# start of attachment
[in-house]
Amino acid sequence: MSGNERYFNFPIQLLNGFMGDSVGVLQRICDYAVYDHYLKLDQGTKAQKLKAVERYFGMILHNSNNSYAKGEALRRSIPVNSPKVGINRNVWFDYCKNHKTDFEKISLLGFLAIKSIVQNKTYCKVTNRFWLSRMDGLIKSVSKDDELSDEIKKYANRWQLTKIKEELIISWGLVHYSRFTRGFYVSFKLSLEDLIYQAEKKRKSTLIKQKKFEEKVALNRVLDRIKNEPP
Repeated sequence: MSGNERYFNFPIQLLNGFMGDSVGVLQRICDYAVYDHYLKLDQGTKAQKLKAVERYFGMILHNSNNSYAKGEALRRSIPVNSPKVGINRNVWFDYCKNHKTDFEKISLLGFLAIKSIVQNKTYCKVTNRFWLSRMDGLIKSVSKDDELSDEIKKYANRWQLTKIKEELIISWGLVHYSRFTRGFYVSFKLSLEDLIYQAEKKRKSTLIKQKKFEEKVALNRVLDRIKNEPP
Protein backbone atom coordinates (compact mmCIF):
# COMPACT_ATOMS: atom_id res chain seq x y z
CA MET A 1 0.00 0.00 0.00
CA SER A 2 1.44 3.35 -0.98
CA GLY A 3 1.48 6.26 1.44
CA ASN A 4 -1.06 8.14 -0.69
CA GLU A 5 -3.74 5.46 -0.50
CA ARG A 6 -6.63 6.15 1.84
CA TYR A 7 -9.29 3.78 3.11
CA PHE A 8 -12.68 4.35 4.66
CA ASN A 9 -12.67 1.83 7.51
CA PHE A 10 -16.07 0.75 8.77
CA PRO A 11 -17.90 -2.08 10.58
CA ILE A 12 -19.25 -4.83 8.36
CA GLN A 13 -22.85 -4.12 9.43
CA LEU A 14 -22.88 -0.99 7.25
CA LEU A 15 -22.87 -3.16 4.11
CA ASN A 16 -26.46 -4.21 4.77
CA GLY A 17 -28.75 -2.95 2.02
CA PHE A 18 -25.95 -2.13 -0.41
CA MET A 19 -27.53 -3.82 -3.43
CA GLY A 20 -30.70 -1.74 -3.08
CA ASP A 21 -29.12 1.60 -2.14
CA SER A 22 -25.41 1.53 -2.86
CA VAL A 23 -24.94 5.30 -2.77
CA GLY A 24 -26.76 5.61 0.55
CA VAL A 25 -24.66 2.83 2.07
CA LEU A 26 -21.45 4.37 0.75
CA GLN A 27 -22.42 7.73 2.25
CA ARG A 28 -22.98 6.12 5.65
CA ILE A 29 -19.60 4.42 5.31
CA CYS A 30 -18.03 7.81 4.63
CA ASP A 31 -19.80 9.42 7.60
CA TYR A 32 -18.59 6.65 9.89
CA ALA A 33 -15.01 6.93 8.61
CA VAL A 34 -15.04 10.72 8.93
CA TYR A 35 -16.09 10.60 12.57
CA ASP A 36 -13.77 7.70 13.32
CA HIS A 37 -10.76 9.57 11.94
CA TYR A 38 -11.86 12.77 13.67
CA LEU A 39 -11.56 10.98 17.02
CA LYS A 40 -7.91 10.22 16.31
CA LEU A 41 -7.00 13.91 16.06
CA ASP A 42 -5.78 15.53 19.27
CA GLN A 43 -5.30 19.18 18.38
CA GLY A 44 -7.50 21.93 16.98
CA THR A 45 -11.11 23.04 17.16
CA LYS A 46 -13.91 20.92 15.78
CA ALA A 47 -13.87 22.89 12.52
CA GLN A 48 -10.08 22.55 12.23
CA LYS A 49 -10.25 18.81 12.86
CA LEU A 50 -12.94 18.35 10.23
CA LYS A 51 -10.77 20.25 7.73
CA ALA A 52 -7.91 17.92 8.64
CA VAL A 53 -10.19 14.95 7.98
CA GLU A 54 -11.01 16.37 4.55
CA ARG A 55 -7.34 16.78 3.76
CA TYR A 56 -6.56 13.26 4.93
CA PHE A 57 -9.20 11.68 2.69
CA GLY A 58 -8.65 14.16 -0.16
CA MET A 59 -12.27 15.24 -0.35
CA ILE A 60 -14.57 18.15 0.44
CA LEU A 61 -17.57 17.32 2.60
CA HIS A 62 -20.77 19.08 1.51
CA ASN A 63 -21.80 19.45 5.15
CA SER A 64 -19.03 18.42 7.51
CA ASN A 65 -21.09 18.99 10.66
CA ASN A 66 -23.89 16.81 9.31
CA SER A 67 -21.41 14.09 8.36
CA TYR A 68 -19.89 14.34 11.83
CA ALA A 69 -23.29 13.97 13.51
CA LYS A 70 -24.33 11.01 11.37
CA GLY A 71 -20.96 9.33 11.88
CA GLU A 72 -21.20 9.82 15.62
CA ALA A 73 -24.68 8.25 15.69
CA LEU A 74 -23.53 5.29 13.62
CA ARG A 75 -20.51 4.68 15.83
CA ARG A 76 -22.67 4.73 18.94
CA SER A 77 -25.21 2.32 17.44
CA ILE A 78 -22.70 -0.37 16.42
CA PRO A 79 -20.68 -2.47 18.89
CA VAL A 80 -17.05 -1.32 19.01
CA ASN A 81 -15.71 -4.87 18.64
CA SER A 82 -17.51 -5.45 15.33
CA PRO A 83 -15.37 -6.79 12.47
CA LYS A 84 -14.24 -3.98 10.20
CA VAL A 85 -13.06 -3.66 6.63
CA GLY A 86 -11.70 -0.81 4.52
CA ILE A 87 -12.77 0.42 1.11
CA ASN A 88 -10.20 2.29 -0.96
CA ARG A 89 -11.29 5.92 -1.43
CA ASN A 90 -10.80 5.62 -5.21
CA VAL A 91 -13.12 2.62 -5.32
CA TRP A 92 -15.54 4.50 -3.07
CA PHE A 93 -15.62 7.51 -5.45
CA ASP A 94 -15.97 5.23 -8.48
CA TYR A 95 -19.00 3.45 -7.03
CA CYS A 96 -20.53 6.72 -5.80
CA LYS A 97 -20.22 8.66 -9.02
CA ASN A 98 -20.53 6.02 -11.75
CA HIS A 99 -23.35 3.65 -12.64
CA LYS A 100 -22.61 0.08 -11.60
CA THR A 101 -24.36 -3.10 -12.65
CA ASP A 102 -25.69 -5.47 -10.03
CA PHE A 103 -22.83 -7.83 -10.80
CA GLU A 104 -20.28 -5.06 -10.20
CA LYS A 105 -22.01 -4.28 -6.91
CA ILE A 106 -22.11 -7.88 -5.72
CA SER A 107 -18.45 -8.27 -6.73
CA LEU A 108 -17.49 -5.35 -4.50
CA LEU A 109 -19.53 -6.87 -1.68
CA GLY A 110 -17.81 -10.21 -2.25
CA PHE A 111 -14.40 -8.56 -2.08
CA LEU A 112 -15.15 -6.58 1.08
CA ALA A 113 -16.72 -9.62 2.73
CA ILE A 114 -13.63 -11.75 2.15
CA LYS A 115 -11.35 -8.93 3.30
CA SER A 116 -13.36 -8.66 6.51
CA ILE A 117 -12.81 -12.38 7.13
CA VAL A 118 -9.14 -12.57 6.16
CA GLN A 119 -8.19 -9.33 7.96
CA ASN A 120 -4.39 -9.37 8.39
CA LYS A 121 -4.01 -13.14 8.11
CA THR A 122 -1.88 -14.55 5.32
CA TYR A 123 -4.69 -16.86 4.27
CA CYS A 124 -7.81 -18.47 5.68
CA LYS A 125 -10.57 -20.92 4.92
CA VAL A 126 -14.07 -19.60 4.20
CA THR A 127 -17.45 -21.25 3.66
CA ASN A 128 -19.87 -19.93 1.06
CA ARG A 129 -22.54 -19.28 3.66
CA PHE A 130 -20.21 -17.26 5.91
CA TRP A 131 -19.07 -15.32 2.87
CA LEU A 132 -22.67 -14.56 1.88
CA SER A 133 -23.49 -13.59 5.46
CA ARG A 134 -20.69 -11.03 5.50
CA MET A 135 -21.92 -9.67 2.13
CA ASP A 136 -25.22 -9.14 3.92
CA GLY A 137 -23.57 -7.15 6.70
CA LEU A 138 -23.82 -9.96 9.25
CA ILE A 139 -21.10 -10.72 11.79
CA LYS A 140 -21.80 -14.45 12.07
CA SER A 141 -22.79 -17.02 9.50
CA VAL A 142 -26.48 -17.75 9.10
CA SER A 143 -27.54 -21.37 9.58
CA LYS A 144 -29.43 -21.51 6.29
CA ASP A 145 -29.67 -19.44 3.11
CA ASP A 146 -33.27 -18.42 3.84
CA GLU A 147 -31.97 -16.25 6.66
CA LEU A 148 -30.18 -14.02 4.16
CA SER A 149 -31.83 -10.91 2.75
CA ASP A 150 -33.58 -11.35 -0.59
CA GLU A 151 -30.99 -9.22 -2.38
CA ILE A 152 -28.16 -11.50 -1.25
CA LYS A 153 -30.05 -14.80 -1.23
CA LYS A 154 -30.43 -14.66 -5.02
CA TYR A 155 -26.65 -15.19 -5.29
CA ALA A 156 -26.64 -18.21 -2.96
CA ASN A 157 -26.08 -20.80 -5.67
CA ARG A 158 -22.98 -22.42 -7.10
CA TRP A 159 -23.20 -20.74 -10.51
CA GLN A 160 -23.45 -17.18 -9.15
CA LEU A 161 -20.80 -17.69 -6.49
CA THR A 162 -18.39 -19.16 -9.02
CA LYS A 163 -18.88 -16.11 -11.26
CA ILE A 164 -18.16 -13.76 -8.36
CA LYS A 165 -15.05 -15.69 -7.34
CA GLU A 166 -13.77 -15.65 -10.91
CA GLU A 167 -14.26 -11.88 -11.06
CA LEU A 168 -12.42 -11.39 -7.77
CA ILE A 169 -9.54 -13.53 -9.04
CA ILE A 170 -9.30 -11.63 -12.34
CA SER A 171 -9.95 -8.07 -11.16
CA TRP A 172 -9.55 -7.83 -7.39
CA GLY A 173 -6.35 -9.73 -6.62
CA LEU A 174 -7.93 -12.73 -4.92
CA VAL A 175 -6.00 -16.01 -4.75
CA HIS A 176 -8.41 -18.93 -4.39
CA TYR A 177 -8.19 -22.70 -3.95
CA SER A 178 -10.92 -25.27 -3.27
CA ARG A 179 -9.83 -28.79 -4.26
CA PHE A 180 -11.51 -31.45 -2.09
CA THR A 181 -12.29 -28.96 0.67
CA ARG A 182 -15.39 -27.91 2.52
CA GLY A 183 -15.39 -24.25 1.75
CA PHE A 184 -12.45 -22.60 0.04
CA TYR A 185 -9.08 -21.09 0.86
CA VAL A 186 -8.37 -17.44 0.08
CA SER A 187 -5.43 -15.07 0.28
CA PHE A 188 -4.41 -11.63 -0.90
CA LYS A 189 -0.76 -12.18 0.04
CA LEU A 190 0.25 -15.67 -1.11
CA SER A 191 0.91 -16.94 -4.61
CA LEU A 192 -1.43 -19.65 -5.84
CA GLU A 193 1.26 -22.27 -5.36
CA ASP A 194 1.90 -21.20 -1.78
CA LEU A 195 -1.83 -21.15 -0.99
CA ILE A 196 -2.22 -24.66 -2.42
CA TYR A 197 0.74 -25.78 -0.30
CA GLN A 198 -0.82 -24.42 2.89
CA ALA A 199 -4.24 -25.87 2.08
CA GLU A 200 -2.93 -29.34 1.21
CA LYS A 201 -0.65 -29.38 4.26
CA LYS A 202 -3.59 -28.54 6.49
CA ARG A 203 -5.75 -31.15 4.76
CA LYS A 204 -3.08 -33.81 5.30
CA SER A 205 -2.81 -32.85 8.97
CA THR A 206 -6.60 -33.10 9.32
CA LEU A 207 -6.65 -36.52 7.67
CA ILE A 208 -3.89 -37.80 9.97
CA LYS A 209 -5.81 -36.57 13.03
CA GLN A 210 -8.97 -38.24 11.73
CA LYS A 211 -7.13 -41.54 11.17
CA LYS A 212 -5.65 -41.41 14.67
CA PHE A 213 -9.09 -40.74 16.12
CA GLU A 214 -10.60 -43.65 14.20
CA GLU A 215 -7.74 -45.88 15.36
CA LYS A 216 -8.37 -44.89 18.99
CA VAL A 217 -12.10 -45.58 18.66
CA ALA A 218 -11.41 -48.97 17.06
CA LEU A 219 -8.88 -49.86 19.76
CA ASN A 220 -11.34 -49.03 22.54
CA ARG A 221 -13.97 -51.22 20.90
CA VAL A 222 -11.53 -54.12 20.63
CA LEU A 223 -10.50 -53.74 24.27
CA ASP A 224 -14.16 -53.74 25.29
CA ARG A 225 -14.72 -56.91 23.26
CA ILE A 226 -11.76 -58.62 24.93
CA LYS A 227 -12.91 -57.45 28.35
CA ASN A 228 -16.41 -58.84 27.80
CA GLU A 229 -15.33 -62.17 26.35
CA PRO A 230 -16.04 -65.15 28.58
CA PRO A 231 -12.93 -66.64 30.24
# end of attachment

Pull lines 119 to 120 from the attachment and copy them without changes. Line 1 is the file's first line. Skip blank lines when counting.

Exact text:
CA ILE A 114 -13.63 -11.75 2.15
CA LYS A 115 -11.35 -8.93 3.30